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Originally Posted by Sluggo View Post

My point was that we don't have to go all bleeding-heart-animal-rights-nut to understand that we are doing harm. Stress is a neurological response that can be observed. "Suffering" is an subjective emotional response to stress. Two people can undergo the same stress. One might "suffer;" the other might not.

Stress suppresses the immune system and leads to disease and premature death. Once you understand that, the question you have to ask is, are you okay with that, and why?
I generally agree with you here, except in a lot of cases you have to be very familiar with the species of fish to know whether it is suffering or not. I had my first betta in a half-gallon "tank" without a heater. I didn't know better at the time, and I only changed his water when it looked dirty. The fish seemed fine to me (except for twice when he had some sort of fungus thing, which I treated), and he lived for over 3 years. Once I knew how wrong I was in the way I had taken care of my betta, I got another one and kept it temporarily in a 1 gallon tank. He was much more active and actually showed a personality I never knew a fish could have. Then I realized my previous betta survived but probably wasn't happy. He also could have lived longer as a betta's lifespan can be up to 5 or even 7 years.
When I moved my new betta to a 5 gallon tank, he seemed even happier, he was able to spread out his fins and swim fast.
So you have to know the signs of a stressed or sick fish. Every species is different and when I had my first betta I didn't know that bettas are active fish with personalities, so I thought he was normal just kind of drifting around in his tiny tank.
I forgive people who don't know any better because I was there. I'm not going to freak out and act like a member of PETA. I just try to educate people according to what I've learned and my own experience. I do get upset if people continue to keep a fish in bad conditions after I've tried to tell them the way they could care for their fish to make them happier, but I can't really do much more than that.
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post #49 of 52 (permalink) Old 03-06-2013, 09:18 PM
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If you've got experience yourself, it's a bit easier to cut thru all the nonsense to get to reasonably accurate information, but I can completely understand why so many novices (or long term fish owners who've never looked outside their own limited experience) aren't willing to accept outside advice--quite simply, so MUCH of the advice out there is contradictory that it all sounds suspect. After all, if Aunt Sally uses aquarium salt AND the guy at the fishstore said you need it AND you found a couple forum discussions of folks who've used it for 20 years without an issue--well, it just doesn't add up when you're told it's not useful and may even be harmful in a planted tank (Aunt Sally never had live plants, but you don't know yet why it matters).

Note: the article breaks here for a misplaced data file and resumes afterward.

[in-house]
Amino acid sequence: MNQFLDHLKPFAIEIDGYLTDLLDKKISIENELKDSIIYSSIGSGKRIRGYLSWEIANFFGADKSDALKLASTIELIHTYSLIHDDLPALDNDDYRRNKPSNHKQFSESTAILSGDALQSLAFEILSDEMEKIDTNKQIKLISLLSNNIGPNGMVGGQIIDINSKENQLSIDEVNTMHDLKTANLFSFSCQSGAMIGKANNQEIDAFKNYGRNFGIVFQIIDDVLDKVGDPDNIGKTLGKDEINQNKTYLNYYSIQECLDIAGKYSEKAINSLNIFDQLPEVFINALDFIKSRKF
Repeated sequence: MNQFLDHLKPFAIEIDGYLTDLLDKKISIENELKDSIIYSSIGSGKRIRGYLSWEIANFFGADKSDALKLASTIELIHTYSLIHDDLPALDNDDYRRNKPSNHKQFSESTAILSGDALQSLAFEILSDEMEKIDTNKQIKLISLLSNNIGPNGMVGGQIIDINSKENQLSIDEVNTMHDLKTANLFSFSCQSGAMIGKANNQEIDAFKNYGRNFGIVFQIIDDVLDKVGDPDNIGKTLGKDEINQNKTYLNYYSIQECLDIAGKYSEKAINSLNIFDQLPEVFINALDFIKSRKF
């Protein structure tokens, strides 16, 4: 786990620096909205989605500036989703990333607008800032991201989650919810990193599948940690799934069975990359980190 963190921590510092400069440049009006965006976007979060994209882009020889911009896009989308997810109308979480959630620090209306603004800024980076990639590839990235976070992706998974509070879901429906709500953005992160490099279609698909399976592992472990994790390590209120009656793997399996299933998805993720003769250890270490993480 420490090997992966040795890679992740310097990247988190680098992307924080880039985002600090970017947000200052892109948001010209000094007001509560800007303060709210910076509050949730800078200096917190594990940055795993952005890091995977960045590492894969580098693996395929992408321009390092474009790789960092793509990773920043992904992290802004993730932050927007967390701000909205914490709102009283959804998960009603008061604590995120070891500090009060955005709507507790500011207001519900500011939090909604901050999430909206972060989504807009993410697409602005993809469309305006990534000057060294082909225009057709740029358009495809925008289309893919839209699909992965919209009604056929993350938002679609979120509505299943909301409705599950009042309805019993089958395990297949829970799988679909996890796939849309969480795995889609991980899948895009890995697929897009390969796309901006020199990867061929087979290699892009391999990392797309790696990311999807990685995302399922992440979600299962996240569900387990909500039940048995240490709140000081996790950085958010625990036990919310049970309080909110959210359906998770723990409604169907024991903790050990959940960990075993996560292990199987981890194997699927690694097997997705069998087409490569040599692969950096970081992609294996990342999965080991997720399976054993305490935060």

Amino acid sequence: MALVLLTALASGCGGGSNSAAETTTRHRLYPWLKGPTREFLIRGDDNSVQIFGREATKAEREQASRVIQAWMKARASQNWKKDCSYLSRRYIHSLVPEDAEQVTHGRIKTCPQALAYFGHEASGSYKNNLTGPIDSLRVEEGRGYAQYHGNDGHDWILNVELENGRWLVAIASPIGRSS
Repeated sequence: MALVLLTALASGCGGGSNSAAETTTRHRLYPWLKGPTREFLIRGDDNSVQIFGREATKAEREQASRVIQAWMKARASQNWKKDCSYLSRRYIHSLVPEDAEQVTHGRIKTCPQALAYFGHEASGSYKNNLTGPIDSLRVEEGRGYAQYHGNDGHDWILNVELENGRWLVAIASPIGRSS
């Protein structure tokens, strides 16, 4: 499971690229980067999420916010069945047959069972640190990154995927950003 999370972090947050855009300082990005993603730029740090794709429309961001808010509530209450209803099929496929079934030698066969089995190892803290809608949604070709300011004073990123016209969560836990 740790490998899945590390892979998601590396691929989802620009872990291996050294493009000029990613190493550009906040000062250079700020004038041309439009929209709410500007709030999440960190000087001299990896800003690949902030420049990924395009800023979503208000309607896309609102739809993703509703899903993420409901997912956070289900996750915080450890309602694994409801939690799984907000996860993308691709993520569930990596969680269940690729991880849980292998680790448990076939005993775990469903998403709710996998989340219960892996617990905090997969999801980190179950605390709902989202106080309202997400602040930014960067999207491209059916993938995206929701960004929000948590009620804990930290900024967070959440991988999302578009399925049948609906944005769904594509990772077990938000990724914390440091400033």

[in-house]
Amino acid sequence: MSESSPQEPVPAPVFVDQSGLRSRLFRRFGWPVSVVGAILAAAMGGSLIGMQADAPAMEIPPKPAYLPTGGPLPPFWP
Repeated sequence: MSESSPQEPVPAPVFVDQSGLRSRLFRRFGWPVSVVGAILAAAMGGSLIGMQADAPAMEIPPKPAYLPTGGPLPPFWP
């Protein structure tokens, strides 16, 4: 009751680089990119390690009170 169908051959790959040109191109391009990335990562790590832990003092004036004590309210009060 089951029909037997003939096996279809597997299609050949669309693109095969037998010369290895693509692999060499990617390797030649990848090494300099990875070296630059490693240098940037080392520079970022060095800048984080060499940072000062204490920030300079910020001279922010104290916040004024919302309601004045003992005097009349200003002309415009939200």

That process isn't helped when the most fervent of commentators are too often themselves new converts--in their zeal they often over-reach, misunderstand, or--the part that especially exasperates many--misinterpret the situations they're commenting on.

Plenty of folks would look at my no-tech shrimp tank and feel the urge to take a shotgun full of rocksalt to my backside for being so negligent of their care. After all, it's an old thrift store vase sitting without heater, filter or airstone, the water appears to be quick dark and decidedly green and the sides and back are solid algae.

Horrible. Outrageous! Worse? They're hardly ever fed! The horror!
Quick, someone liberate those shrimp and feed me to the bears! Right?

Wrong. The weather here is temperate, the light is dappled by the tree outside the window, the vase is well planted and gets a 20% weekly wc, the dark green water is caused by tannins from the manzanita wood and the green by the light passing thru all that algae--which the shrimp happily graze upon like contented many legged cows. I'm four generations in on this vase with constant new hatchings.
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post #50 of 52 (permalink) Old 03-06-2013, 09:49 PM
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This thread should be closed immediately. I've seen some pretty disgusting comments.


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post #51 of 52 (permalink) Old 03-06-2013, 09:58 PM
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The suffering of animals, and other travesties

Originally Posted by ThatGuyWithTheFish View Post
This thread should be closed immediately. I've seen some pretty disgusting comments.
OP also said he was done, I'm with you.

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post #52 of 52 (permalink) Old 03-06-2013, 10:18 PM
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Originally Posted by ThatGuyWithTheFish View Post
This thread should be closed immediately. I've seen some pretty disgusting comments.